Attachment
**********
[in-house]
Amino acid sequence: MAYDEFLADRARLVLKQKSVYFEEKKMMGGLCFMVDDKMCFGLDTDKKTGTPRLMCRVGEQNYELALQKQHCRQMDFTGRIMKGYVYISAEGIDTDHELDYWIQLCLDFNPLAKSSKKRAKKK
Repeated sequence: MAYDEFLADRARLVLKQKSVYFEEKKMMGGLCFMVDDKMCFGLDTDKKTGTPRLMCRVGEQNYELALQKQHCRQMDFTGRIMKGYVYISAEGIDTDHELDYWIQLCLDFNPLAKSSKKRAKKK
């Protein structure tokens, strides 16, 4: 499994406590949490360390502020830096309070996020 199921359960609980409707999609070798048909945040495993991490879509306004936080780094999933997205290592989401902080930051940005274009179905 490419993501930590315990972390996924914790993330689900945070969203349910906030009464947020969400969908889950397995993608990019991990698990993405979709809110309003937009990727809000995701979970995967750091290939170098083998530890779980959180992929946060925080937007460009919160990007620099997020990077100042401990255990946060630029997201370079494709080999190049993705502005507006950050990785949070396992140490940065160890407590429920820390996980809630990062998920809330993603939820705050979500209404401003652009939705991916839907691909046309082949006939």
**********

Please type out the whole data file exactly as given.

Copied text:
[in-house]
Amino acid sequence: MAYDEFLADRARLVLKQKSVYFEEKKMMGGLCFMVDDKMCFGLDTDKKTGTPRLMCRVGEQNYELALQKQHCRQMDFTGRIMKGYVYISAEGIDTDHELDYWIQLCLDFNPLAKSSKKRAKKK
Repeated sequence: MAYDEFLADRARLVLKQKSVYFEEKKMMGGLCFMVDDKMCFGLDTDKKTGTPRLMCRVGEQNYELALQKQHCRQMDFTGRIMKGYVYISAEGIDTDHELDYWIQLCLDFNPLAKSSKKRAKKK
């Protein structure tokens, strides 16, 4: 499994406590949490360390502020830096309070996020 199921359960609980409707999609070798048909945040495993991490879509306004936080780094999933997205290592989401902080930051940005274009179905 490419993501930590315990972390996924914790993330689900945070969203349910906030009464947020969400969908889950397995993608990019991990698990993405979709809110309003937009990727809000995701979970995967750091290939170098083998530890779980959180992929946060925080937007460009919160990007620099997020990077100042401990255990946060630029997201370079494709080999190049993705502005507006950050990785949070396992140490940065160890407590429920820390996980809630990062998920809330993603939820705050979500209404401003652009939705991916839907691909046309082949006939």